How Zahn McClarnon is Leading a Native Revolution in Hollywood

How Zahn McClarnon is Leading a Native Revolution in Hollywood

AUSTIN, TEXAS - JUNE 02: Zahn McClarnon attends the 11th Season of ATX TV Festival at Paramount Theater on June 02, 2022 in Austin, Texas.  (Photo by Rick Kern/Getty Images)

Zahn McClarnon attends the Season 11 ATX TV Festival at Paramount Theater on June 2, 2022 in Austin, Texas. (Photo: Rick Kern/Getty Images)

There’s a revolution happening in Hollywood, and Zahn McClarnon is at the forefront. Actor Hunkpapa Lakota, who has starred in hit TV shows including; Westworld and Detention dogsrecently completed its first season on another popular series, Dark Windswhere he is not only the star but also the executive producer.

To say that McClarnon is changing the narrative of native representation on screen would be an understatement.

“I think we’re in a very unique moment right now for representation and people are finally hearing our stories,” McClarnon says during an interview with Yahoo. “We have our own storytellers and we write our own stories, we have our own directors and we have shows and producers now. So there’s been quite a shift in native representation in television and film in recent years.”

When it comes to Indigenous representation on the big and small screens, the numbers have been particularly stark. In fact, for film, Indigenous people are still underrepresented, taking less than a 1% share of leading roles, as well as director and screenwriter jobs, according to UCLA’s 2022, which covered the top 200 films released in theaters and in major broadcasts in 2021.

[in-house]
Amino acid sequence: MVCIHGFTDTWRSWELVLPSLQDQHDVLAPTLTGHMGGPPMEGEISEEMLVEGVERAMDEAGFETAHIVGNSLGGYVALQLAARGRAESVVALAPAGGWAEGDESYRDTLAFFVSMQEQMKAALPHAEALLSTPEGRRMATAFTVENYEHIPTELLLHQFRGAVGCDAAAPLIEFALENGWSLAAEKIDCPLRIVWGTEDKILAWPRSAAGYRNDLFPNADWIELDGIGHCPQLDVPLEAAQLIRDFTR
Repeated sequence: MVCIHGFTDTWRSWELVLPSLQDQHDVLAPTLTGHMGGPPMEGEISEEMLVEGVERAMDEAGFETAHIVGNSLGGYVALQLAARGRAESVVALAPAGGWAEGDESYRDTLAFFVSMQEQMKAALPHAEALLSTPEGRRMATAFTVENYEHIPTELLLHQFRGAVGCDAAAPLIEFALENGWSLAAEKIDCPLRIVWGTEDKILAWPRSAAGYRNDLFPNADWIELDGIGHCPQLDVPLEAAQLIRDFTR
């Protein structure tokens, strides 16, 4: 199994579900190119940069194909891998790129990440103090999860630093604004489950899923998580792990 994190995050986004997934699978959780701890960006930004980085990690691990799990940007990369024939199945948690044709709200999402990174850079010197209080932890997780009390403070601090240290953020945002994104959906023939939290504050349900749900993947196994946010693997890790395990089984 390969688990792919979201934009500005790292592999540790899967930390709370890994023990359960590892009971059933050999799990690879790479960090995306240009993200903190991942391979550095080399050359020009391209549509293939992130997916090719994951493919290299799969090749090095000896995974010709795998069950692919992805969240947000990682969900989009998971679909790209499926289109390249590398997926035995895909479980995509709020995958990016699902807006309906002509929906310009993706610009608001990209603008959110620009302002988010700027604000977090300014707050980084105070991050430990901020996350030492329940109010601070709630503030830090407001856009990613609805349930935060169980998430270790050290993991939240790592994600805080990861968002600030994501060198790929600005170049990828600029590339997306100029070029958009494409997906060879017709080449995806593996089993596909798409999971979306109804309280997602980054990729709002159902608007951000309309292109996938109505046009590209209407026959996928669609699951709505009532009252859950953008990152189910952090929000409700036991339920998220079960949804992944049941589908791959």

For television, the numbers are slightly higher. Native representation was up from the previous year and accounted for 2% of scripted broadcast roles, but less than 1% in cable and digital, covering the 2020-21 season.

That’s what McClarnon does Dark Winds especially important. The 56-year-old actor/producer stars as Joe Leaphorn, a Navajo detective who solves crimes on the Navajo Nation. While the show is based on novels written by non-Indigenous author Tony Hillerman, McClarnon, as executive producer, insisted on casting Indigenous actors, as well as writers, directors and crew.

“What we’re doing and trying to do is bring in native writers to approach it from a little bit of a different angle, more of an indigenous perspective,” McClarnon says.

That means focusing on Native stories and even using the Navajo language in the script.

After all, showing the Indigenous perspective comes after years of harmful on-screen stereotyping and even erasure. This is something McClarnon is trying to combat.

“We grew up with these stereotypes and these Native American tropes,” he says, “and audiences are learning that we’re not all riding horses and yelling and that we’re human, that we’re all three-dimensional characters.”

McClarnon himself has shown this multidimensional range through his characters. While his police role of the tribe continues Detention dogs leans more towards laughter, of Dark Winds detective and sci-fi role as Akseta Westworld have more weight.

All of which goes to show why the actor-producer says “telling our own stories” is vital. That, and more boardroom representation, too.

“The next hurdle is getting more people at the studio level and more producers,” he adds. “And the more we get native representation in those positions, the better off we’re going to be.”

The tide seems to be turning, as well Dark Winds has been renewed for a second season and detention dogs, from Indigenous co-creators Taika Waititi and Sterlin Harjo (Seminole/Muscogee), for a third; Not only that, but also Native-centred Predator prequel, SmoothDelivered .

With so many recent successes, what does McClarnon hope the future holds for Native representation in Hollywood?

“What I hope it shows is that we just have more storytellers, more writers, more doors opening for people in front of and behind the camera as well,” he says. “And I hope that it looks like Dark Winds and Detention dogs and Rutherford Falls and the other series that are in pre-production will be produced, open and further open those doors for future talent.”

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